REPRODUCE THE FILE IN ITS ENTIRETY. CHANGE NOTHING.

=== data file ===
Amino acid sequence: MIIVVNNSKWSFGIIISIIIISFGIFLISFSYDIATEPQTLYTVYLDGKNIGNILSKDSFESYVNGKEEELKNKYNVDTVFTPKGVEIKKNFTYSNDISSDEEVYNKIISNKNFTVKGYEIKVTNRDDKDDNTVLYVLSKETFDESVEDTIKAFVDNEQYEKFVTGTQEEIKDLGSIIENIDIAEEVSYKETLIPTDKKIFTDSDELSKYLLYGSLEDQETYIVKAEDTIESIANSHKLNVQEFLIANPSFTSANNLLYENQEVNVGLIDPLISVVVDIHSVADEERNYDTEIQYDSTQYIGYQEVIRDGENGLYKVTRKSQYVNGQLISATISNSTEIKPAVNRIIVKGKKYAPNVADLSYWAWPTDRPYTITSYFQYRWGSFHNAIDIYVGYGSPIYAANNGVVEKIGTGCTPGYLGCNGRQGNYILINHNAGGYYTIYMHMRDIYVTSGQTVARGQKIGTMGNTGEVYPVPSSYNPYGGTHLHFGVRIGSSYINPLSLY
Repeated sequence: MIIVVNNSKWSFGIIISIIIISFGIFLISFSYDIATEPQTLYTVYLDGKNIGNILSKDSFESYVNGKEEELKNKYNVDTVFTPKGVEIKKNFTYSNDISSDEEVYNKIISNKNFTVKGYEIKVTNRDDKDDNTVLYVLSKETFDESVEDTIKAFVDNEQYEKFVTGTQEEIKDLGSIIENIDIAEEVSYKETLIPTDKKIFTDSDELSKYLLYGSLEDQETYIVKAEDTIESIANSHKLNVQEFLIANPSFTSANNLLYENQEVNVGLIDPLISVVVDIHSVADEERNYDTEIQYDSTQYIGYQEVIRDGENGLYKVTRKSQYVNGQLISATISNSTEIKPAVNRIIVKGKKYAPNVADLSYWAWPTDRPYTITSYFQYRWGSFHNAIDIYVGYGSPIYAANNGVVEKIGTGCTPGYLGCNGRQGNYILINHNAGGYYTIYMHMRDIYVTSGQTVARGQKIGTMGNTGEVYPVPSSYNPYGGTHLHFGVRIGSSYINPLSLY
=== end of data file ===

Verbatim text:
Amino acid sequence: MIIVVNNSKWSFGIIISIIIISFGIFLISFSYDIATEPQTLYTVYLDGKNIGNILSKDSFESYVNGKEEELKNKYNVDTVFTPKGVEIKKNFTYSNDISSDEEVYNKIISNKNFTVKGYEIKVTNRDDKDDNTVLYVLSKETFDESVEDTIKAFVDNEQYEKFVTGTQEEIKDLGSIIENIDIAEEVSYKETLIPTDKKIFTDSDELSKYLLYGSLEDQETYIVKAEDTIESIANSHKLNVQEFLIANPSFTSANNLLYENQEVNVGLIDPLISVVVDIHSVADEERNYDTEIQYDSTQYIGYQEVIRDGENGLYKVTRKSQYVNGQLISATISNSTEIKPAVNRIIVKGKKYAPNVADLSYWAWPTDRPYTITSYFQYRWGSFHNAIDIYVGYGSPIYAANNGVVEKIGTGCTPGYLGCNGRQGNYILINHNAGGYYTIYMHMRDIYVTSGQTVARGQKIGTMGNTGEVYPVPSSYNPYGGTHLHFGVRIGSSYINPLSLY
Repeated sequence: MIIVVNNSKWSFGIIISIIIISFGIFLISFSYDIATEPQTLYTVYLDGKNIGNILSKDSFESYVNGKEEELKNKYNVDTVFTPKGVEIKKNFTYSNDISSDEEVYNKIISNKNFTVKGYEIKVTNRDDKDDNTVLYVLSKETFDESVEDTIKAFVDNEQYEKFVTGTQEEIKDLGSIIENIDIAEEVSYKETLIPTDKKIFTDSDELSKYLLYGSLEDQETYIVKAEDTIESIANSHKLNVQEFLIANPSFTSANNLLYENQEVNVGLIDPLISVVVDIHSVADEERNYDTEIQYDSTQYIGYQEVIRDGENGLYKVTRKSQYVNGQLISATISNSTEIKPAVNRIIVKGKKYAPNVADLSYWAWPTDRPYTITSYFQYRWGSFHNAIDIYVGYGSPIYAANNGVVEKIGTGCTPGYLGCNGRQGNYILINHNAGGYYTIYMHMRDIYVTSGQTVARGQKIGTMGNTGEVYPVPSSYNPYGGTHLHFGVRIGSSYINPLSLY